Andy Robertson has said players and fans are falling out of love with football because of VAR and ex-professionals should be tasked with reviewing its implementation.
The Liverpool defender was involved in the latest VAR incident to cost them on Saturday when his stoppage-time foul on Danny Welbeck enabled Brighton to equalise from the penalty spot.
It was the eighth VAR review to go against Liverpool this season, prompting James Milner to tweet after the game: “We need a serious discussion about VAR. Sure I’m not alone in feeling like they are falling out of love with the game in its current state.”
Robertson believes Milner’s opinion is shared widely throughout the game and football risks becoming a turn-off with VAR in its present form. The Scotland captain said: “It is affecting players, but it is affecting the whole game.
“I used to love going to games and just being in that moment of being able to celebrate a goal. That is being taken out of the game a wee bit. Now you are waiting two or three minutes to see if a goal is onside or offside and for me, if it is that tight, then leave it to whatever decision was originally made. There are lots of things you can go over, but Milly’s tweet was echoing what a lot of footballers and fans are feeling.
“A lot of people I have spoken to are not enjoying football as much as they once did because it is constantly in review, constantly on a screen and you are still not getting the consistency we are looking for. I agree with Milly. A lot of footballers and a lot of fans would agree with him, too.
“Football is a great game that we fell in love with, and are still in love with, and it is important we don’t lose that. I am all for change and we have to move with the times but it is important to remember the key values of football that made us fall in love with it.”
Robertson believes a panel of former professionals from across the sport should review the use of VAR and the various rule changes, such as handball, that have generated widespread confusion and controversy this season. “Maybe ex-footballers, ex-managers and ex-referees should be involved in some of the decision-making that is happening now,” the Liverpool left-back said.
“In the last 18 months to two years there has been a lot of change in the rules in England in particular. Kevin De Bruyne said the other week that he wasn’t sure of the rules any more and we can all echo that. When VAR came in we believed there would be no grey areas, it would all be black and white, and I don’t think we are quite getting that now.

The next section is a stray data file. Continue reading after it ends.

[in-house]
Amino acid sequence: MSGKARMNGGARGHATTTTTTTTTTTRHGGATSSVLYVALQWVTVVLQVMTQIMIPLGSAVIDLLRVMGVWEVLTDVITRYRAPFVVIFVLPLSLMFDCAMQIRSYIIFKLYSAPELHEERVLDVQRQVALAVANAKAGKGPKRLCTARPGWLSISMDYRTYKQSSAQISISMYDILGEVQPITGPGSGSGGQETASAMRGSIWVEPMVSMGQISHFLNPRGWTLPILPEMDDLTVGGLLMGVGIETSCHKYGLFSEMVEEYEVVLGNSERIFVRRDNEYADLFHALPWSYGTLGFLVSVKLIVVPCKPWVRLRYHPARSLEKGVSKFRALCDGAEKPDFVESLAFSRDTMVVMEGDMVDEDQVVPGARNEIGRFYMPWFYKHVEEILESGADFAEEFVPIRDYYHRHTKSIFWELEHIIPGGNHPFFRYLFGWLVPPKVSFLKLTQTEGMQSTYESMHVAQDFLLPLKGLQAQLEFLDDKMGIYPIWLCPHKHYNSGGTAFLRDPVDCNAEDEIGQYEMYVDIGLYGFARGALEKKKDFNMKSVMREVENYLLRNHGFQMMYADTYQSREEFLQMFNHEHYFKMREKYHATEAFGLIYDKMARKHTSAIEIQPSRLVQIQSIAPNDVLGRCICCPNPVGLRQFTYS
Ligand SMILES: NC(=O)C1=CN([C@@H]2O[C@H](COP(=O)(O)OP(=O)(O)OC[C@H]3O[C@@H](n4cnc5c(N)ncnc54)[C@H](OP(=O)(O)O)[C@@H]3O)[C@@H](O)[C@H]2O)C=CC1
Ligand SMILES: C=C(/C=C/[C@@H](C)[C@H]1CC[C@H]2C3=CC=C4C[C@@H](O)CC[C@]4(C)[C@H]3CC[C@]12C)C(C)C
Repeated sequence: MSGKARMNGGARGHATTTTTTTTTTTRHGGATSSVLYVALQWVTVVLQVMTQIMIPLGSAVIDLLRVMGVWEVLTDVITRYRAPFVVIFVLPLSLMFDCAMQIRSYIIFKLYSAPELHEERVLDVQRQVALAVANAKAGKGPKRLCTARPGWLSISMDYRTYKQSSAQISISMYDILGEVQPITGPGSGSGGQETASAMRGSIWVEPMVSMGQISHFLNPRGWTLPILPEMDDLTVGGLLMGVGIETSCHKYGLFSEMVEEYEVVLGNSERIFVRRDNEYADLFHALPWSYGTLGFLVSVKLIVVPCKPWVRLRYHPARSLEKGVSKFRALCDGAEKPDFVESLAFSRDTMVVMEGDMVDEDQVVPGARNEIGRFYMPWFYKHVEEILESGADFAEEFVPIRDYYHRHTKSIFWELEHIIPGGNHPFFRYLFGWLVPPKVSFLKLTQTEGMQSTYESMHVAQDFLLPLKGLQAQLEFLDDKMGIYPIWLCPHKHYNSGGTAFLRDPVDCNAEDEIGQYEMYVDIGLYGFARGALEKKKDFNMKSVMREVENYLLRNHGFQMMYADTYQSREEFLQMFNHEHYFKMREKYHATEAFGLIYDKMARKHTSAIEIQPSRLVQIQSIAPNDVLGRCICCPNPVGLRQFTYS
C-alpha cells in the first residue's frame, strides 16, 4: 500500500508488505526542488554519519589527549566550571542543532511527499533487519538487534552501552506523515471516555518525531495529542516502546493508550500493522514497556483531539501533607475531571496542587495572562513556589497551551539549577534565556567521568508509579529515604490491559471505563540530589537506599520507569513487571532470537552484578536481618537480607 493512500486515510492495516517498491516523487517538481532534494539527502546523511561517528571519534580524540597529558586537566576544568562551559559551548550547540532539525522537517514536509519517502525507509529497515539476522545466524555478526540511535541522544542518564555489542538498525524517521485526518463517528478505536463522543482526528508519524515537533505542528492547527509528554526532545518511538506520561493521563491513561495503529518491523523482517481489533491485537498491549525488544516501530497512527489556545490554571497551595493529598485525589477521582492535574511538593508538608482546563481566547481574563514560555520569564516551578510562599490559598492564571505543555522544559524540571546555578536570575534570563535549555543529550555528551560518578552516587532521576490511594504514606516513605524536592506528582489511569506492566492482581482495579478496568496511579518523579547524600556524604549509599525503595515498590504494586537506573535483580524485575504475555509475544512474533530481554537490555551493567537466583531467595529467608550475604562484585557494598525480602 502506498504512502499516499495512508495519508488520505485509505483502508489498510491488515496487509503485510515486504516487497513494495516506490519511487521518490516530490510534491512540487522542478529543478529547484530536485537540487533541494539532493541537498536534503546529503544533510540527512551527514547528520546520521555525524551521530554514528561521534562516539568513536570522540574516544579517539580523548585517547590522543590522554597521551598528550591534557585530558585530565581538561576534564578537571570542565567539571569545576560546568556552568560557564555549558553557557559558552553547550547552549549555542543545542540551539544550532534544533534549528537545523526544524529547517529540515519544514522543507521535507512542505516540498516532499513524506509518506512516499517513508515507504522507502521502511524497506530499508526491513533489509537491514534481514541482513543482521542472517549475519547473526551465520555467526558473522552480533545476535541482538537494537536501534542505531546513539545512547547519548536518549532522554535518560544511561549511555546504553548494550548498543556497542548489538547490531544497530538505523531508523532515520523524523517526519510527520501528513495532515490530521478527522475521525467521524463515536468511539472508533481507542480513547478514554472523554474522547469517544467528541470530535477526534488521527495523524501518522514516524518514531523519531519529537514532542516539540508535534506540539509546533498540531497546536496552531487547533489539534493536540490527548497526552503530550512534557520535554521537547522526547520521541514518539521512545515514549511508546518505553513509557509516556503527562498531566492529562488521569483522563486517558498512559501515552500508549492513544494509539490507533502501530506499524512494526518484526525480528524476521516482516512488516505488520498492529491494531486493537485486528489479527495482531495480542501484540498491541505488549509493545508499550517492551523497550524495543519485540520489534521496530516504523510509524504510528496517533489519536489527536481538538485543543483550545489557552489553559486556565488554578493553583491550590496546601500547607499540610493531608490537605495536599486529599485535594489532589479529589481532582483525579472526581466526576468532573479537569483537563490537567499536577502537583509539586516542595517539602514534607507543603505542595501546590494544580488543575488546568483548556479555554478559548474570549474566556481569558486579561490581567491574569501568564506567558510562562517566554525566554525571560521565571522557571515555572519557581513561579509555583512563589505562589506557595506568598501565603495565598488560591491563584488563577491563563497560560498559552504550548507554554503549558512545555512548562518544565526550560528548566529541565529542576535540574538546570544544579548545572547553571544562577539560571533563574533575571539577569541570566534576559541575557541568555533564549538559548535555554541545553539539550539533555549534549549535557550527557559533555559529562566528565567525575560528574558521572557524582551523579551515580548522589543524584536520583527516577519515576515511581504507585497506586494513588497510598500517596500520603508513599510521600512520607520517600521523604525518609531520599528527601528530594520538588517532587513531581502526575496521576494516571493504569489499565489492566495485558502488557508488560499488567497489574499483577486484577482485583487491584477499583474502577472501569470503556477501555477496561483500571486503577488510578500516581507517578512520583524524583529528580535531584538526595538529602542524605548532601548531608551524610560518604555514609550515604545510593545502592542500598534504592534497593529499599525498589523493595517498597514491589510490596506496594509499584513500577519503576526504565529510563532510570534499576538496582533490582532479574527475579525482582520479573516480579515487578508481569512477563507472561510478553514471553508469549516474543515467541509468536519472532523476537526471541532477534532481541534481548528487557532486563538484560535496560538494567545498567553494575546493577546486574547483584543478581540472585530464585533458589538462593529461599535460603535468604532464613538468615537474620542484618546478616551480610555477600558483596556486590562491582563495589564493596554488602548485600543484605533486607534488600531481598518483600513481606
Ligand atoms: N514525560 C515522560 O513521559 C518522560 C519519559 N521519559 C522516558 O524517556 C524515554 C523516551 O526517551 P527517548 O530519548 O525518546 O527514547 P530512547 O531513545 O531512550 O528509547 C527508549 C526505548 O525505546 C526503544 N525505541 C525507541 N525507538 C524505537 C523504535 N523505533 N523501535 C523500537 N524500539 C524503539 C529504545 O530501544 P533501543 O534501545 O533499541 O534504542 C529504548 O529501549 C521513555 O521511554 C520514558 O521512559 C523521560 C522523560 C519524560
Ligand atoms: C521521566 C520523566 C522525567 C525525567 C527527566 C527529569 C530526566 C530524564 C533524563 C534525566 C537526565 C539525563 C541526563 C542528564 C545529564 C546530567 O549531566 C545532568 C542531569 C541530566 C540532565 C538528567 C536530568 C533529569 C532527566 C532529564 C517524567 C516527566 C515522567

“I have no problem if my tackle on Saturday is a penalty. If the rules and the referee deem that as a penalty then I have no problem with it. But I watched games yesterday and saw two very similar instances on Marcus Rashford and Adama Traoré that went unpunished. They looked very similar to what I did to Danny Welbeck. Both of them were not a penalty and mine was. All three have to be a penalty or all three were not penalties. We are just looking for consistency. We believed we would be getting that with VAR and we are not getting it. If we are still discussing referees’ decisions after VAR then I would much rather leave it up to the referee’s naked eye. It is much easier to accept mistakes made with the naked eye than when there is so much technology around.”
Liverpool host Ajax in the Champions League on Tuesday needing a point to secure qualification for the knockout stages. Jürgen Klopp will be without Milner after he joined a lengthy injury list when damaging a hamstring at Brighton, and the manager has confirmed Thiago Alcântara is “weeks away” from returning from the knee injury sustained against Everton on 17 October.
Klopp said: “Nothing was ruptured and nothing was broken and that means everybody thinks: ‘OK, you can go again after a few days,’ but the impact on the leg was that big that it is still not OK. I can’t say exactly when he will be fine but it will take a few weeks still with Thiago.”
Liverpool will this week submit a planning application to Liverpool city council to expand the Anfield Road stand by 7,000 seats. The plans, which would increase Anfield’s overall capacity to 61,000, were put on hold in April because of the coronavirus pandemic.